Students at Stirling University have been accused of racism on a social evening celebrating the Africa Cup of Nations.
Students from the University’s football team, which plays in the Scottish Lowland League, were seen ´blacking up´ on the streets of Stirling and issuing threats to any passers by who condemned their behaviour.
The university has issued a ban to four football teams, saying in a statement: “The University treats issues relating to racism with the utmost seriousness and will respond robustly to any behaviours that do not meet with our values and expectations.”
“We are disappointed that the actions of a few are tarnishing the reputation of the University of Stirling, and we wish to reassure students that a full investigation is under way and disciplinary action will be taken against any student found to have engaged in racist behaviour.”
Comments made by passers-by to the Daily Mail criticised the negative coverage surrounding the footballers, with student Daniel Shields saying that “to insinuate that the football club, one of the most inclusive sports clubs at the university is racist in any way is a farce and a lie”. “I assume every time anyone dresses up as a non-white individual at Halloween, socials etc there will be similar articles. Will that include the Hulk, Smurfs and characters for the Simpsons too?”
A video taken by a passer by shows the students drinking and threatening people who were challenging their actions.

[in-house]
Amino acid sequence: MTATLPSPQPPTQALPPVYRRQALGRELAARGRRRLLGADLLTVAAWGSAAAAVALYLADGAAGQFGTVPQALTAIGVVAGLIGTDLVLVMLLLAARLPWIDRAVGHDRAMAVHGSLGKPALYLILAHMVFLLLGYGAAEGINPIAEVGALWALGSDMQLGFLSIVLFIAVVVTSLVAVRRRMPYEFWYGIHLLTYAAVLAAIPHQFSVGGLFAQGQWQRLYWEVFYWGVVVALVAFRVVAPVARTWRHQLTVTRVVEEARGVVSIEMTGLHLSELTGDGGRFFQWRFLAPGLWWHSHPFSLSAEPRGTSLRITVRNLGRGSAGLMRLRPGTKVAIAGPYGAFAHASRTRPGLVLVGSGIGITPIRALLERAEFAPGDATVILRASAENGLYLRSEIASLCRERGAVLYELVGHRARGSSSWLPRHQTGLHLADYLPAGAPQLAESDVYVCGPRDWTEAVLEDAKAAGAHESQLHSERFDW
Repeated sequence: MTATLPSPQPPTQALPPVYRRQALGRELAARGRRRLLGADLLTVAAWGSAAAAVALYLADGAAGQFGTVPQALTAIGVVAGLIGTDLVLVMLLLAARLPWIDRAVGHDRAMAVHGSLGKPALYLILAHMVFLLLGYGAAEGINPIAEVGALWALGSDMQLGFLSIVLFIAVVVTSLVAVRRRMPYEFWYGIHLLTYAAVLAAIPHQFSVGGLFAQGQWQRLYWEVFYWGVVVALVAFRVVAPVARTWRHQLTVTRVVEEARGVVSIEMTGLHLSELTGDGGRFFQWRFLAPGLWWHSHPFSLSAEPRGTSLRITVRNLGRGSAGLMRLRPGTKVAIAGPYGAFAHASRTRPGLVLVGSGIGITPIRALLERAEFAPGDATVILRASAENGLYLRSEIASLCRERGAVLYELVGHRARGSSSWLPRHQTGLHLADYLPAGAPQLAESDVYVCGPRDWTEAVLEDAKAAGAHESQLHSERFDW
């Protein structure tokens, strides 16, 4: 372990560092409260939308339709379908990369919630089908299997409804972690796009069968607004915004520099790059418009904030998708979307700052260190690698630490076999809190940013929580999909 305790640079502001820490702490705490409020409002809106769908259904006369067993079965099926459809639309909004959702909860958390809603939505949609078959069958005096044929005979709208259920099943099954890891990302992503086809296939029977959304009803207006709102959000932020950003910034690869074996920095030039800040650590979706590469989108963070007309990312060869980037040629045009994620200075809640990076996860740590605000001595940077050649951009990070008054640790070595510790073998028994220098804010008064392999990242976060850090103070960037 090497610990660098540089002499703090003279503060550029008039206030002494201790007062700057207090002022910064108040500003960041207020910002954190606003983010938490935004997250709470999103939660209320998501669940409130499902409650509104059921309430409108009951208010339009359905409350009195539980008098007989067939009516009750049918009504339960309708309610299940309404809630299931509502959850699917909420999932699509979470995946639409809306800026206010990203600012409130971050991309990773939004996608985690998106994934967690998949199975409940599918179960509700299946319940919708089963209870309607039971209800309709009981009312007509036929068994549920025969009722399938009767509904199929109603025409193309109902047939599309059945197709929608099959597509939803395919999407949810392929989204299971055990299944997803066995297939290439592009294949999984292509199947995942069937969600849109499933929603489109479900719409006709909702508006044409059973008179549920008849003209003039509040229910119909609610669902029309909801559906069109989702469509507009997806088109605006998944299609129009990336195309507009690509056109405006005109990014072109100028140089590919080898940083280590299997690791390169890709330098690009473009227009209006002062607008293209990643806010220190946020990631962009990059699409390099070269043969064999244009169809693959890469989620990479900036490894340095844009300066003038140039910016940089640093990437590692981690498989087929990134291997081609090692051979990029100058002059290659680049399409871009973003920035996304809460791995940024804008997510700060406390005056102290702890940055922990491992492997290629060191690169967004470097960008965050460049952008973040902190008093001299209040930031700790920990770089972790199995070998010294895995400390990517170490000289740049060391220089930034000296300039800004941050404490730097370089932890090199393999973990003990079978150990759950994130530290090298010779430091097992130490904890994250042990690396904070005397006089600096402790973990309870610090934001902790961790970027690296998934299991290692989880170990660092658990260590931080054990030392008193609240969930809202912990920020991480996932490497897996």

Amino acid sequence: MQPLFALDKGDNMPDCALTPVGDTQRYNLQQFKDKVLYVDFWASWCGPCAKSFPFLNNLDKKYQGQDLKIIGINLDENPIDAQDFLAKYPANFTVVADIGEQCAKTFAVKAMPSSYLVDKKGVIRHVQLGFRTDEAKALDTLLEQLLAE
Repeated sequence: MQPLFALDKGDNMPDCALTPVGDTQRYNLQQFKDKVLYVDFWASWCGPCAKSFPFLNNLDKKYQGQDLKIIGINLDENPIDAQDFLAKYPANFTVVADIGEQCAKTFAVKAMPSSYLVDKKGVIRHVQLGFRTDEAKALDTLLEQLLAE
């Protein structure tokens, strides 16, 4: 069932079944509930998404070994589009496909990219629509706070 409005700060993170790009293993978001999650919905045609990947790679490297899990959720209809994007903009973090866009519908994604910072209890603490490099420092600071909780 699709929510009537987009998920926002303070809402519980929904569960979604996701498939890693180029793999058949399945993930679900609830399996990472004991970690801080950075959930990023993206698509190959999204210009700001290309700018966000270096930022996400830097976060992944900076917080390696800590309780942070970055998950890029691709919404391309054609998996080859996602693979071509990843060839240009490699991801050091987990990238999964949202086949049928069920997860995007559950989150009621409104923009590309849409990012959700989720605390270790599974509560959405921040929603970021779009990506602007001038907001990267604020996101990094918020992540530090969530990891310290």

Speaking to The Student in response to the event, Eve Livingston, Vice President for Societies and Activities at the Edinburgh University Students´ Association (EUSA), said: “Costumes which ridicule or appropriate other cultures or ethnicities are a form of racism, and one which we take seriously.
She also stressed that the University of Edinburgh responded to events such as these. “For that reason we ran a dedicated campaign last Halloween which was very positively received by students, and we continue to work with our BME liberation group on issues of racism and cultural appropriation affecting our members”.
A spokesperson from the charity Show Racism the Red Card, which attempts to deal with racism problems in football, said: “The practice of blacking up was usually part of a show by white entertainers for white audiences which relied on mocking black people’s skin colour and culture.
“The practice is racist and should definitely be avoided in our more enlightened times.”
Last year members of the Edinburgh University Law Society were pictured ´blacking up´ for a social as Somali pirates. The four students were attending a social entitled ‘All Around the World’ and were criticised by members of other societies as they were let into the Hive Club on Niddry Street.
The four students were attending a social entitled ‘All Around the World’ and were condoned by members of other societies as they were let into the Hive Club.